ROME (Reuters) – Italy’s Chamber of Deputies on Friday approved a government decree aimed at tightening sanctions against the organization of unregistered rave parties.
Giorgia Meloni’s government passed the decree in late October, just days after the President of the Italian Council was sworn in, after complaints about a Halloween party in northern Italy.
The new rules were approved by 183 MPs to 116.
Under the decree, people who encourage the “invasion” of properties to organize large-scale parties are liable to a maximum sentence of six years in prison and a fine ranging from 1,000 to 10,000 euros if they the result is a “concrete danger to public health or safety”.
“For some time people have been coming from all over Europe to organize illegal gatherings with violence, drugs (…) because we allowed it, but normal nations do not allow people to devastate protected areas for fun,” Giorgia Meloni told a news conference on Thursday.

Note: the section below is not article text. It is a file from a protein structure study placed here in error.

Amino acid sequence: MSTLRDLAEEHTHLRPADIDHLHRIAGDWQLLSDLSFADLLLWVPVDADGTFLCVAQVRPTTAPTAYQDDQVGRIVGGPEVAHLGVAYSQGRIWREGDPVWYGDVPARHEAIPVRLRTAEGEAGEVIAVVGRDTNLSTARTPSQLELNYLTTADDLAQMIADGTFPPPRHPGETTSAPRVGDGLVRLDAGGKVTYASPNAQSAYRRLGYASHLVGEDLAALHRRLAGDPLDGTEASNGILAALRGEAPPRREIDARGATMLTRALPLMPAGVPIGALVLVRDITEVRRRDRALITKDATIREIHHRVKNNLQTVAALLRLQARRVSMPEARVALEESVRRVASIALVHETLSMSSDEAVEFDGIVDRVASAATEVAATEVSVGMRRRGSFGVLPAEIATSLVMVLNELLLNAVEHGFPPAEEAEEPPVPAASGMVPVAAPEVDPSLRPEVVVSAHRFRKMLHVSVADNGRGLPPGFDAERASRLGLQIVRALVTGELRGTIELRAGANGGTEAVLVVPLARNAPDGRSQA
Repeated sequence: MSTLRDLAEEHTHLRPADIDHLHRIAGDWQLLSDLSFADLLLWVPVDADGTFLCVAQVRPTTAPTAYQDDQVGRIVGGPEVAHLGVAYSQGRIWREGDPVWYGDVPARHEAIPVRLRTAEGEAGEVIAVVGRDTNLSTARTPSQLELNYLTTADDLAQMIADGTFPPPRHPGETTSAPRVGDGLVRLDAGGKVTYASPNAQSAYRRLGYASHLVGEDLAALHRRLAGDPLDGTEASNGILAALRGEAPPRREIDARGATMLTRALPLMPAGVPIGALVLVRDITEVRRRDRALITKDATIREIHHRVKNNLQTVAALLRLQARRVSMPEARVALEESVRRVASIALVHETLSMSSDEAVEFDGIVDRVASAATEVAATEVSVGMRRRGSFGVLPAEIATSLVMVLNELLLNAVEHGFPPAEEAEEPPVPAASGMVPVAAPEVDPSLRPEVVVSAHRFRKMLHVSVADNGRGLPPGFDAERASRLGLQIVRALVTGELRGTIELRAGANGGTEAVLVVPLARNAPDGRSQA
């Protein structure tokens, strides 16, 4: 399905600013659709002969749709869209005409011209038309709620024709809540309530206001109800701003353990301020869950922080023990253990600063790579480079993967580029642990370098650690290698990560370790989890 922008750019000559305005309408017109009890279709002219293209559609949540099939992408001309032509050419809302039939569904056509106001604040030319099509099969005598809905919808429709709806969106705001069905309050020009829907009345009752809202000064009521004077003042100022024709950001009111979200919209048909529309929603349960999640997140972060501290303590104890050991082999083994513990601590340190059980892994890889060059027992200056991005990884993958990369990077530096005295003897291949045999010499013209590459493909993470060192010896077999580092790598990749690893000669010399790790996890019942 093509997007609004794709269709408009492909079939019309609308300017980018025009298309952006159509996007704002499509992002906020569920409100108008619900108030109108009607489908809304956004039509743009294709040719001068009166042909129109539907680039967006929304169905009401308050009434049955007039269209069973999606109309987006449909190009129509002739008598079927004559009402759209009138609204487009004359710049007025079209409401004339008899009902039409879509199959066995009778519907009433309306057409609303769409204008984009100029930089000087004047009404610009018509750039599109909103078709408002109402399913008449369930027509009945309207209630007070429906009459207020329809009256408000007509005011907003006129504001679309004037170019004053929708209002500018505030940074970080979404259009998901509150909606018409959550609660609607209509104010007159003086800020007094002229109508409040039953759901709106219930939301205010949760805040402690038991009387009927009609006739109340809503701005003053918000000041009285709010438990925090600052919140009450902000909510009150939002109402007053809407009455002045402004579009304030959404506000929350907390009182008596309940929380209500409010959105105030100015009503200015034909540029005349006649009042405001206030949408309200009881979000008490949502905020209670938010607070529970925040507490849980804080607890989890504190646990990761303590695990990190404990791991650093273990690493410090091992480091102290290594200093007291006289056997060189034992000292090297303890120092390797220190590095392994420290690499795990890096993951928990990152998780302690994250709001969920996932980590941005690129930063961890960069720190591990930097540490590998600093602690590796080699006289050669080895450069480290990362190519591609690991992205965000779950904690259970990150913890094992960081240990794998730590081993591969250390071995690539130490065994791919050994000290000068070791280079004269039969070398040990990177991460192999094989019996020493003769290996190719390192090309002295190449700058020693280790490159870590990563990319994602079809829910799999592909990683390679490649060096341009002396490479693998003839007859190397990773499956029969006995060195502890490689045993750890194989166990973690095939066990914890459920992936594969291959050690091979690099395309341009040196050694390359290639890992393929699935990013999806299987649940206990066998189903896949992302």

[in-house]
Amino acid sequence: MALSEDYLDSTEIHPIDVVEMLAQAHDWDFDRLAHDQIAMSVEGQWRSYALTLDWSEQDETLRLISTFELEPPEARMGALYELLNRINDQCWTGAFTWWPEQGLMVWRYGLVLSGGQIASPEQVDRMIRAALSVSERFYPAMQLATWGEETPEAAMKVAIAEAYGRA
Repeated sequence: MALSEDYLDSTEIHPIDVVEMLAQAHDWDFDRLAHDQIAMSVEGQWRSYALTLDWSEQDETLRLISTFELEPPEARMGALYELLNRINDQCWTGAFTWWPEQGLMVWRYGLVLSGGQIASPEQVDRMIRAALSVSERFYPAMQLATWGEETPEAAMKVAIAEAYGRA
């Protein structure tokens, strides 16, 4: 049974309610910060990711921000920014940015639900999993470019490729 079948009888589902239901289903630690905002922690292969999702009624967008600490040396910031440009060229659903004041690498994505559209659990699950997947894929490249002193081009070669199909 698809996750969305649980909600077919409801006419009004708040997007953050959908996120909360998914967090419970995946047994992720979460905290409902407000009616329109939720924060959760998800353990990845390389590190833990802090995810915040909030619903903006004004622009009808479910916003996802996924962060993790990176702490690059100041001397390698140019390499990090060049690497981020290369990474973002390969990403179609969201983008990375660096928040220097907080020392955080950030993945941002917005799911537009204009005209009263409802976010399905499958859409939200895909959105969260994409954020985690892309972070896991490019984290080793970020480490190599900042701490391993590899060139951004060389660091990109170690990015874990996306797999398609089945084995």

The opposition strongly contested the government’s decision. The government coalition had to call a vote of confidence at the beginning of the week to have the measure adopted by the Chamber of Deputies by cutting off the debate on the amendments.
Left-leaning parties, such as the 5 Star Movement, believe the penalties are too harsh and also criticize the executive order for including legislation on separate issues, such as abolishing COVID-19 vaccination mandates for older doctors. sooner than expected.
Former Turin mayor Chiara Appendino, a 5-Star Movement MP, on Friday called the decree an “abomination” which, in reality, “has little or nothing to do with rave parties”.
(Report by Angelo Amante; French version Jean Rosset, edited by Camille Raynaud)
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